# How do you test for independence of a process?

I'm working on a research project for one of my professors. He wants to know whether a variable that takes on different values over a large period of time (say 1,000,000 different values) is i.i.d. and would like me to design an independence test for it.

I've been learning about independence tests such as Chi-square, McNemar and seen a bunch of research papers floating around about specific cases, but none seem to fit this case. The thing I'm most hung up on is that with all the examples I see, you test one variable against another. I suppose I could assume that all 1,000,000 instances of this variable are different random variables and construct a test that way, but I assume there has to be a better way.

I'd appreciate if you can point me in the right direction and recommend some good textbooks/other reference materials I can refer to! Thanks.

• Can be that you don't need an Independence test, but rather a change-of-point test for your time-distributed variable. – Match Maker EE Aug 9 '20 at 14:51
• With a simple expedient, you don't need to design any tests (which is a fraught and huge subject: read Knuth's Art of Computer Programming for the details). Instead, you can capitalize on what the experts have learned simply by applying an empirical probability integral transform to create a series of uniformly distributed values and running a standard test of a pseudorandom number generator, such as the Diehard suite. – whuber Aug 9 '20 at 14:54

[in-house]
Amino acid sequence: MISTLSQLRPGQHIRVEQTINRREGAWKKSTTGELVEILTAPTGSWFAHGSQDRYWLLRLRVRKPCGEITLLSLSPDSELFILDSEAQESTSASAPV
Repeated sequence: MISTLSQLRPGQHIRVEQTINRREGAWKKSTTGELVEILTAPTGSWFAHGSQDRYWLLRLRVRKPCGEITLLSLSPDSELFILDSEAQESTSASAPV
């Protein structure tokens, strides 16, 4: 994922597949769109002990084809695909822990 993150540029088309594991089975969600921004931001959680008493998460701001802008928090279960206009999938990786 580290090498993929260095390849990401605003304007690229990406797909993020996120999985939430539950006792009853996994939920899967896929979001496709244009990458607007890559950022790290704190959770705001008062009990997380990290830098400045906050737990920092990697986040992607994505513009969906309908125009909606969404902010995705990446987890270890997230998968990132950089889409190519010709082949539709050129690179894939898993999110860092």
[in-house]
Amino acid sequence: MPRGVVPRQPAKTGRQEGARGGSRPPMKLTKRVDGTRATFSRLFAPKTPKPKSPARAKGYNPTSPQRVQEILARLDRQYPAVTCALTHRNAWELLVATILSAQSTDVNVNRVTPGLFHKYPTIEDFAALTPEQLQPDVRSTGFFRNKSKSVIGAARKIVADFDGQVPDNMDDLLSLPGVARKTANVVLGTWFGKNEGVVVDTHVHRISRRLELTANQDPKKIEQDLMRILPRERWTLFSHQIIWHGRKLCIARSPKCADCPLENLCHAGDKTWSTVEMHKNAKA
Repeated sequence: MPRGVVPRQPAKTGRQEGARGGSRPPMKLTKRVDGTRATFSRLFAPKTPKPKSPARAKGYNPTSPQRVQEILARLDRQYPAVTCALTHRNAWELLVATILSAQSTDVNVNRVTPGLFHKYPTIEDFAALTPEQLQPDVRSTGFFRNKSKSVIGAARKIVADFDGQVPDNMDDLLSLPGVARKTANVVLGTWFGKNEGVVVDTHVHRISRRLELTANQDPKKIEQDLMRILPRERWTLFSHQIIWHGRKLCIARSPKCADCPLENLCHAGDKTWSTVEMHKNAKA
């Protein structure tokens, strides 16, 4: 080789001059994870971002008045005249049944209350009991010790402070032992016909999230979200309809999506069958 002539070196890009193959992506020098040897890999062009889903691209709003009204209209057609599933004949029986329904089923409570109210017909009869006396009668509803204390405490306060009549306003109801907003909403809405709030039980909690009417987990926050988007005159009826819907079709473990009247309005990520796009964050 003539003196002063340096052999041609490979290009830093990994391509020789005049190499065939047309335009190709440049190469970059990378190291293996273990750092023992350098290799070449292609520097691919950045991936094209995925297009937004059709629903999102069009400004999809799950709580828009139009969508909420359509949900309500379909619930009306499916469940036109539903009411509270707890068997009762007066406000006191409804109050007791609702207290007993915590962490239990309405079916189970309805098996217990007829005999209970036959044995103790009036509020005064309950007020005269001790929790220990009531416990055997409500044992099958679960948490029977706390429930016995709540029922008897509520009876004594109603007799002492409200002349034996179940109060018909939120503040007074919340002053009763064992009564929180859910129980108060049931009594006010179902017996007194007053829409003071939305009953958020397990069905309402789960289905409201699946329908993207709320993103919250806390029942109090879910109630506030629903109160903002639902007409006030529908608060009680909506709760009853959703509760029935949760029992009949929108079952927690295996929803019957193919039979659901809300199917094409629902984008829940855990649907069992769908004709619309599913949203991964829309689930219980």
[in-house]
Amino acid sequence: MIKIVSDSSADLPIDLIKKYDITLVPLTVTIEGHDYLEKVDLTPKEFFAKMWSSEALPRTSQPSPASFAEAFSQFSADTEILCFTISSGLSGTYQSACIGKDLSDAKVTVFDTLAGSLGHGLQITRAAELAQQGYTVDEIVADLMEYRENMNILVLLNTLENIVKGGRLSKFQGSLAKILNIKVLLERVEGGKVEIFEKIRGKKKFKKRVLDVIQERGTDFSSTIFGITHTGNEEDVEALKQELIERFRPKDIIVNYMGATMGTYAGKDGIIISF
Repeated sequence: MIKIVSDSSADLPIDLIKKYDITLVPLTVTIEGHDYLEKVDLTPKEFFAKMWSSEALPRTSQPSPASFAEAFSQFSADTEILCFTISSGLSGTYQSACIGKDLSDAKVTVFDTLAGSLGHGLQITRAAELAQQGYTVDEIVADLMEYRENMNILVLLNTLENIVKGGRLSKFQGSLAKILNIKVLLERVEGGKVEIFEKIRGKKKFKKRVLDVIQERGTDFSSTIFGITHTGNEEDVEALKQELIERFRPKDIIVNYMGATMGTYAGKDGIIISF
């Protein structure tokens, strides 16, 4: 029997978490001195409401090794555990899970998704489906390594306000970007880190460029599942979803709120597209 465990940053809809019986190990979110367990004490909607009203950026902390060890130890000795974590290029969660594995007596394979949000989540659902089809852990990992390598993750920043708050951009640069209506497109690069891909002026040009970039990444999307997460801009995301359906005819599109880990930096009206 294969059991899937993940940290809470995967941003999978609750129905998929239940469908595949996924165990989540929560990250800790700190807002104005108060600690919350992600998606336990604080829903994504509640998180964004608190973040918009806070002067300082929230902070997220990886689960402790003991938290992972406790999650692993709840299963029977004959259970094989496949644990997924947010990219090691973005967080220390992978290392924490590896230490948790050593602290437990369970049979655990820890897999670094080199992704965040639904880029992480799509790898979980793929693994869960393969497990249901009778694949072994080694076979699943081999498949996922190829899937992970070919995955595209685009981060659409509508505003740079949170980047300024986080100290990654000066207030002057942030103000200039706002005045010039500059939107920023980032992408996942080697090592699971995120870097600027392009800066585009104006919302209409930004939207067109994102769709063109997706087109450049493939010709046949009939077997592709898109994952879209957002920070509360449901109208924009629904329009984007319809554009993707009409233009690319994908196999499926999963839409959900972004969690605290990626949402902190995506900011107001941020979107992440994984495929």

• Start out with some simpler methods, plotting, compute the autocorrelation function, ... – kjetil b halvorsen Aug 9 '20 at 19:32

## 1 Answer

Here is some 'low-hanging fruit' where auto-correlation plots and perhaps a runs test reveal marked lack of IID behavior of a sequence. (See @kjetilbhalvorsen's Comment.)

Data from the late 1970s show that eruptions of Old Faithful geyser in Yellowstone National Park were of short (0) or long (1) duration (less or more than 3 min in length) approximately according to a 2-state Markov chain--with no occurrences of two short eruptions in a row. Over the long run, the proportion of long eruptions is about 69%. The R code below simulates 2000 eruptions x according to this Markov chain.

set.seed(2020)
m = 2000;  n = 1:m;  x = numeric(n);  x=0
a = 1;  b = 0.44
for (i in 2:m) {
if (x[i-1]==0) x[i] = rbinom(1,1,a)
else           x[i] = rbinom(1,1,1-b)
}
mean(x==1)
 0.7005


By contrast, the sequence y has 2000 independent Bernoulli observations with success probability $$p=0.7.$$

set.seed(809)
y = rbinom(2000, 1, .7)


ACF plots show significant autocorrelations with lags 2, 3 and 4 (outside the dotted bounds) for the Old Faithful chain (left). The Markov dependence "decays" after a few steps.

By contrast, there are no significant autocorrelations for the IID Bernoulli observations. par(mfrow=c(1,2))
acf(x, main="Old Faithful")
acf(y, main="Bernoulli")
par(mfrow=c(1,1))


Here is a link to a recent discussion of runs tests on this site.

Note: The ACF plot for lengths of Old Faithful eruptions is similar to one in Suess (2010) p146, Springer.